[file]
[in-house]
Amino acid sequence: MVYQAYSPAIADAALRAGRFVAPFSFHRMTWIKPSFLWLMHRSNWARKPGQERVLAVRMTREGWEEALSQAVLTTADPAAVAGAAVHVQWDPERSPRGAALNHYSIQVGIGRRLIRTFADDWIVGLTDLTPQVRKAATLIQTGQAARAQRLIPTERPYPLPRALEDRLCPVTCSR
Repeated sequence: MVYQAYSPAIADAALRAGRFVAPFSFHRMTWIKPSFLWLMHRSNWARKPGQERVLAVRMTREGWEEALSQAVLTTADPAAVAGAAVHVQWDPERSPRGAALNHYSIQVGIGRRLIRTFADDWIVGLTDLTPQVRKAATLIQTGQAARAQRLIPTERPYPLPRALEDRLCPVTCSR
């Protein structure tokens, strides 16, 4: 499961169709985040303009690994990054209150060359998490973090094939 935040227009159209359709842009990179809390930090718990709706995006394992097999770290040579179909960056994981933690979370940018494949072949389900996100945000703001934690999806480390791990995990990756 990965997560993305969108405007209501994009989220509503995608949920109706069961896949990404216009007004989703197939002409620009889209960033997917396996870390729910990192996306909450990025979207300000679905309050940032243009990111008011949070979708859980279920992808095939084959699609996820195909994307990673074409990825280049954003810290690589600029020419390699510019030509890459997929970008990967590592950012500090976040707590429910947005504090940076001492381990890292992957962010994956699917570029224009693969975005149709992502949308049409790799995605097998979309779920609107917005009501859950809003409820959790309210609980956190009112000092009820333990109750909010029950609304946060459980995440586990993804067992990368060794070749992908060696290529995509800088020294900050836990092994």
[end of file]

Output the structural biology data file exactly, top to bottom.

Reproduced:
[in-house]
Amino acid sequence: MVYQAYSPAIADAALRAGRFVAPFSFHRMTWIKPSFLWLMHRSNWARKPGQERVLAVRMTREGWEEALSQAVLTTADPAAVAGAAVHVQWDPERSPRGAALNHYSIQVGIGRRLIRTFADDWIVGLTDLTPQVRKAATLIQTGQAARAQRLIPTERPYPLPRALEDRLCPVTCSR
Repeated sequence: MVYQAYSPAIADAALRAGRFVAPFSFHRMTWIKPSFLWLMHRSNWARKPGQERVLAVRMTREGWEEALSQAVLTTADPAAVAGAAVHVQWDPERSPRGAALNHYSIQVGIGRRLIRTFADDWIVGLTDLTPQVRKAATLIQTGQAARAQRLIPTERPYPLPRALEDRLCPVTCSR
């Protein structure tokens, strides 16, 4: 499961169709985040303009690994990054209150060359998490973090094939 935040227009159209359709842009990179809390930090718990709706995006394992097999770290040579179909960056994981933690979370940018494949072949389900996100945000703001934690999806480390791990995990990756 990965997560993305969108405007209501994009989220509503995608949920109706069961896949990404216009007004989703197939002409620009889209960033997917396996870390729910990192996306909450990025979207300000679905309050940032243009990111008011949070979708859980279920992808095939084959699609996820195909994307990673074409990825280049954003810290690589600029020419390699510019030509890459997929970008990967590592950012500090976040707590429910947005504090940076001492381990890292992957962010994956699917570029224009693969975005149709992502949308049409790799995605097998979309779920609107917005009501859950809003409820959790309210609980956190009112000092009820333990109750909010029950609304946060459980995440586990993804067992990368060794070749992908060696290529995509800088020294900050836990092994």